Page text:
papa john
John Schnatter

Each year, public companies release a proxy statement that details the compensation its top five executives received during the prior year and how much it rose or declined from year to year.

The following are some interesting takeaways from Papa John’s recently released proxy statement.

With the exception of Papa John’s founder and chairman John Schnatter, the executives’ total compensation — base salary, bonuses and stocks — rose by double digits.

Papa John’s president and chief operating officer Steve Ritchie saw the biggest bump, at least part of which is attributable to his appointment as president back in July. His total compensation jumped 58.4 percent to $2.3 million in 2015.

His compensation will go up again this year. Papa John’s compensation committee approved raising Ritchie’s base pay to $800,000 from $650,000 and the value of his long-term incentive pay to $1 million from $750,000 in 2016.

Schnatter’s pay increase was the only one that was anywhere close to resembling American worker’s average annual raise. Schnatter’s compensation increased 5.5 percent to $3.6 million.

According to a 2015 Towers Watson study, the typical American’s salary will rise 3 percent this year.

Of course, the typical American doesn’t have access to a private plane. In 2015, Papa John’s spent $653,000 on executive business travel via Hampton Airways, a company Schnatter owns.

Proxy statements also look at how much a C-suite would receive if he or she died on the job, if the company was acquired, or if the executive was fired without just cause. It’s not unusual for top executives to have million or even multi-million dollar agreements.

Should another company take over Papa John’s, Schnatter would receive $1.4 million. The company would pay out $1.3 million to Ritchie, $1.1 million to CFO Lance Tucker, and $743,419 to senior vice president and chief development officer Timothy O’Hern.

Notably, O’Hern, Ritchie and Tucker would receive similar amounts if they are fired without cause, whereas Papa John’s would pay Schnatter a measly $73,303. But what is Papa John’s without its founder?

Consumers will likely only find out if Schnatter retires or dies on the job. If the latter occurs, the company will furnish Schnatter’s estate with $1.9 million, according to the proxy statement.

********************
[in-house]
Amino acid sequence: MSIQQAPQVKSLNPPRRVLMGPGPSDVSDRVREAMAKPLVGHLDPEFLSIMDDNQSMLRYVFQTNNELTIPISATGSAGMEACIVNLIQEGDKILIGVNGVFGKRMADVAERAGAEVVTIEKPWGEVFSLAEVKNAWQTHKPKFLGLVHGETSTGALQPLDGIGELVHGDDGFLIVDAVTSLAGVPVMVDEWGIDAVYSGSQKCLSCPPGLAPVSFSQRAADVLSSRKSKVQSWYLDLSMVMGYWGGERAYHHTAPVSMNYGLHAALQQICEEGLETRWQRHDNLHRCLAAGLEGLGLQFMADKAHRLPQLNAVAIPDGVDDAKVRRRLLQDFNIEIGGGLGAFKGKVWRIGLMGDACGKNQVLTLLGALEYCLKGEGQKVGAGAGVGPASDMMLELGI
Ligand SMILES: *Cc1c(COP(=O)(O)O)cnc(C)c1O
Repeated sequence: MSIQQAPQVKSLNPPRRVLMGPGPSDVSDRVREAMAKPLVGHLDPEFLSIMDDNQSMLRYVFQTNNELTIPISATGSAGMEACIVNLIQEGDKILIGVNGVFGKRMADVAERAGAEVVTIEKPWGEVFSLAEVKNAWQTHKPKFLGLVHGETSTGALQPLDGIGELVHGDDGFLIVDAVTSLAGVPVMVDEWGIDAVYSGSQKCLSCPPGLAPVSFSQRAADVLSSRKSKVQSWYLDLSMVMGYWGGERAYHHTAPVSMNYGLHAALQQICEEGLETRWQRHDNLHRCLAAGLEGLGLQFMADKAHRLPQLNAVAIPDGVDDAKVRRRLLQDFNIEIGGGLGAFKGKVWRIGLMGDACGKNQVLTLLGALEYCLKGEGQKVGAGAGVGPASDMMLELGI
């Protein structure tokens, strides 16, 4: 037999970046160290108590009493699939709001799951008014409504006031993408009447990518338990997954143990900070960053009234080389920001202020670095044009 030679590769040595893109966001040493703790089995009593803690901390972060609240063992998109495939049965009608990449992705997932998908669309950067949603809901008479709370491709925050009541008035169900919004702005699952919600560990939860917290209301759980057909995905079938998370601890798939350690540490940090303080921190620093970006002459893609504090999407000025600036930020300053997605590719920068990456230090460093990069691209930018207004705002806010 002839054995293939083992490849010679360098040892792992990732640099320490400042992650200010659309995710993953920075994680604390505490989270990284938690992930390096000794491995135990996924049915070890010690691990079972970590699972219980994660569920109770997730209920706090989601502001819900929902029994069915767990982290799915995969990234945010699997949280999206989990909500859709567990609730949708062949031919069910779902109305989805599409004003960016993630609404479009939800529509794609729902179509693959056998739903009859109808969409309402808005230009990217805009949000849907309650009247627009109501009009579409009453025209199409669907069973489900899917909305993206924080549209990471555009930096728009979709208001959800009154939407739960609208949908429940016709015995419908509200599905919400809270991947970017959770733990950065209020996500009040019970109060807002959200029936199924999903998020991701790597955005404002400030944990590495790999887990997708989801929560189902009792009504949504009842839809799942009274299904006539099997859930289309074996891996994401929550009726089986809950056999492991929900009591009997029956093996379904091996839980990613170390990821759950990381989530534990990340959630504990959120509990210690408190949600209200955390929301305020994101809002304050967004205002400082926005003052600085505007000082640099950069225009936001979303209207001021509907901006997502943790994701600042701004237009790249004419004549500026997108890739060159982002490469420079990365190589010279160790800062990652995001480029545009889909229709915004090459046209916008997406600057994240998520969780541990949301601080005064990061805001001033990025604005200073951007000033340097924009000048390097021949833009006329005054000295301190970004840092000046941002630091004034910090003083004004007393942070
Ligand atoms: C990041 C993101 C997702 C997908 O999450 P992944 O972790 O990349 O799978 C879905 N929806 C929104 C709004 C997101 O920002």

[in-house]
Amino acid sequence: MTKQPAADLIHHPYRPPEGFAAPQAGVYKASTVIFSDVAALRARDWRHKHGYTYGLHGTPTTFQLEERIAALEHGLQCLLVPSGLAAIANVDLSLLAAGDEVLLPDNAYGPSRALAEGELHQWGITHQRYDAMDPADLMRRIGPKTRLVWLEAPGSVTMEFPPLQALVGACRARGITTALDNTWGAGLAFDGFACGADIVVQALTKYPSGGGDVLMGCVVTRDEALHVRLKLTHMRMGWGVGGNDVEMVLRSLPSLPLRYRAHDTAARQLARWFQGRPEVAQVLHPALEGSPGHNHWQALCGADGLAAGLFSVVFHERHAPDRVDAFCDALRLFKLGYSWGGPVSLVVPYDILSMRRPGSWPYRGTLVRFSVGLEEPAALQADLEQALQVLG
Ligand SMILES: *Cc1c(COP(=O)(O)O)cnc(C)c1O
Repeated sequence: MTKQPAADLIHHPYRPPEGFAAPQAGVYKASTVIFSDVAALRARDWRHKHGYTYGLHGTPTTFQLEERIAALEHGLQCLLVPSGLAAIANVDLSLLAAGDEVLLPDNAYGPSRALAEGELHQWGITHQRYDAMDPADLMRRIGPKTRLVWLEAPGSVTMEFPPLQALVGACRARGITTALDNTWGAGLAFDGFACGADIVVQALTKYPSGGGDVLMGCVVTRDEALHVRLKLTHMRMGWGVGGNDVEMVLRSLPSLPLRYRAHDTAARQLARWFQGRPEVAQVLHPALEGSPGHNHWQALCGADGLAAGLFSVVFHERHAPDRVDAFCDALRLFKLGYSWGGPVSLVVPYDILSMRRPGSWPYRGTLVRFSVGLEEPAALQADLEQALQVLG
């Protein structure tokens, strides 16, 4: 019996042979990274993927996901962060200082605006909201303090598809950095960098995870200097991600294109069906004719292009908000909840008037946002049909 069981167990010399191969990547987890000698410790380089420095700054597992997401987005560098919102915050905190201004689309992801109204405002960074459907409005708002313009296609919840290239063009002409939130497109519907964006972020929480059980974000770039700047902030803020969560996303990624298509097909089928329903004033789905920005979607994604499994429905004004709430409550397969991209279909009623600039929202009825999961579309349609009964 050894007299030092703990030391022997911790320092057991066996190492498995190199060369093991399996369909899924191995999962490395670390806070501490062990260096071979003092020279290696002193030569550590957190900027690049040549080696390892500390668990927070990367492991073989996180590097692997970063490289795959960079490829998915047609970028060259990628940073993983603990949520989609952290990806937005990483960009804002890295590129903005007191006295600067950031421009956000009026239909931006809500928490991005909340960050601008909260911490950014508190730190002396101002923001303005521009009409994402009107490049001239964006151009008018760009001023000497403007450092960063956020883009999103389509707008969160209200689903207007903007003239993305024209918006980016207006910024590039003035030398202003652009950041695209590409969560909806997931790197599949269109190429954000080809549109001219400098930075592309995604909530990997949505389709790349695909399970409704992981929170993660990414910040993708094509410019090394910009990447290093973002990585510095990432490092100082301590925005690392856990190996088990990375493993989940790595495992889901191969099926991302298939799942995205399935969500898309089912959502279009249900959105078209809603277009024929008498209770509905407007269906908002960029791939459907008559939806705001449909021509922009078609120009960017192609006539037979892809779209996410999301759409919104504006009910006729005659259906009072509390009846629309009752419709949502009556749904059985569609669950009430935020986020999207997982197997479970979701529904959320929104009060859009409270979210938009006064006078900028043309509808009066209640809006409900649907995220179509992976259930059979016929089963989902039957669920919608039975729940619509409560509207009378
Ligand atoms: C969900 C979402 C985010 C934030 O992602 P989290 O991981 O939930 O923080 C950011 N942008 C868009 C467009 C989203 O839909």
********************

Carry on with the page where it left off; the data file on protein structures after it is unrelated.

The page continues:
In other Papa John’s news

Insider Louisville previously reported that Papa John’s is focusing increasingly on growing its presence outside the United States. And earlier this week, the company opened its first store in Tel Aviv, Israel.

Franchisee Assaf Greenberg, owner of PJI Pizza Ltd., will open a total of 10 stores during the next few years, according to a news release.

This was the most recent of several new countries and cities the company has expanded into during the past couple months.

Papa John’s also is looking to create greater efficiencies on its commissary side of the business. The company has 10 commissaries throughout the United States that deliver ingredients and dough to its pizza stores.

During a recent conference call with analysts, Schnatter said the company tested a new employee incentive program at one of its commissaries, where it split the profits with workers if their order accuracy and delivery times improved. In the fourth quarter of 2015, Papa John’s paid out more than $60,000 in incentives.

“I like that. I like incentives,” he said. “They perform better.”

The company now plans to introduce the program to its other commissaries.

Papa John’s also hired Atlanta-based Manhattan Associates, which uses probabilistic modeling to find the best routes and improve on-time store deliveries. A news release announced the new partnership. Both Papa John’s and Manhattan Associates declined to speak with IL.

“Manhattan Associates’ sophisticated Transportation Modeling software helps us better manage the variability and complexity of our extensive transportation network and maximize the performance of our transportation fleet, a vital part of fulfilling our brand promise of ‘Better ingredients. Better pizza,’” Eric Hartman, vice president of quality control center operations at Papa John’s, said in the release.

Louisville native Caitlin Bowling has covered the local restaurant and retail scene since 2014. After graduating from the Ohio University’s E.W. Scripps School of Journalism, Caitlin got her start at a newspaper in the mountains of North Carolina where she won multiple state awards for her reporting. Since returning to Louisville, she’s written for Business First and Insider Louisville, winning awards for health and business reporting and becoming a go-to source for business news. In addition to restaurants and retail business, Caitlin covers real estate, economic development and tourism. Email Caitlin at [email protected]


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